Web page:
“It is time for black people to send a message to the Democratic Party”
Chicago activists Paul McKinley, Mark Carter, Joseph Watkins and Harold “Noonie” Ward recently went on the record with RebelPundit to deliver a message to black communities across the country.
Although these men are recognized as leaders among the local community, local mainstream media refuses to give them a platform.
McKinley explains that black americans are in an “abusive relationship with black leadership…There not pushing a black agenda, they’re not pushing a family agenda, they’re pushing a neo-liberal agenda.”
They always talk about black on black crime, and when you here the words black on black crime, the first thing you think of is a black man is a black man robbing you or breaking in your house, and that is a black on black crime. But lets take it one step further. There’s a black on black crime down in city hall, there’s a black on black crime down in all the state capitols in America, where all the black folks are voting against our interests.”
“We’re always talking about what the Republican’s ain’t done for us, but my life has been hurt by democrats,” Watkins says, “this lot where I stand right now, Ida B. Wells, where public housing residents used to live at, most of the people are homeless living in the street, it’s because of you Mr. President.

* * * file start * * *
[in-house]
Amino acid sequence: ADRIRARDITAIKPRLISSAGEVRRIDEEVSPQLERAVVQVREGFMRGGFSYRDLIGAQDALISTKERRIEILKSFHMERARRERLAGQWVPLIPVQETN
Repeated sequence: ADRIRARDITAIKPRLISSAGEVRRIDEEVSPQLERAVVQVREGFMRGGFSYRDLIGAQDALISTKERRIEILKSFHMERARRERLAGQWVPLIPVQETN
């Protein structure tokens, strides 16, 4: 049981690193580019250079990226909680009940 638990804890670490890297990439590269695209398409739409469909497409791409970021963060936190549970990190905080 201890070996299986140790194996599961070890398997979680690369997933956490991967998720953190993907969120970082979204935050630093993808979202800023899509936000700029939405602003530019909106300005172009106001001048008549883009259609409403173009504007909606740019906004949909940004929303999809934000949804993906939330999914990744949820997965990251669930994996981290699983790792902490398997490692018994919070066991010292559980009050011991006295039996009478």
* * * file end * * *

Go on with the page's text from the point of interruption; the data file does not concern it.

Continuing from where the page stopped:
“They (black leaders) forced us into a life of welfare, we don’t welfare,” Carter explains, “we want opportunities to go to work, we want opportunities to own businesses.”
Carter says the strategy behind the president’s focus on raising minimum wage is because, “he (the president) knows this is a way to get a lot of the poor peoples attention, but, to hell with your minimum raise wage, we don’t have any jobs, minimum wage raise for what?”
“Everywhere you go, there is poverty in black areas.” Ward says, “It’s the same way in every black community across the country….How can the same process happen over and over again, and can’t nobody do nothing about it?”
Editorial Note: McKinley, Watson, Carter and Ward have all served time in prison in the past, and have since taken to the streets of Chicago to fight against the injustices in their community, making this story all the more interesting.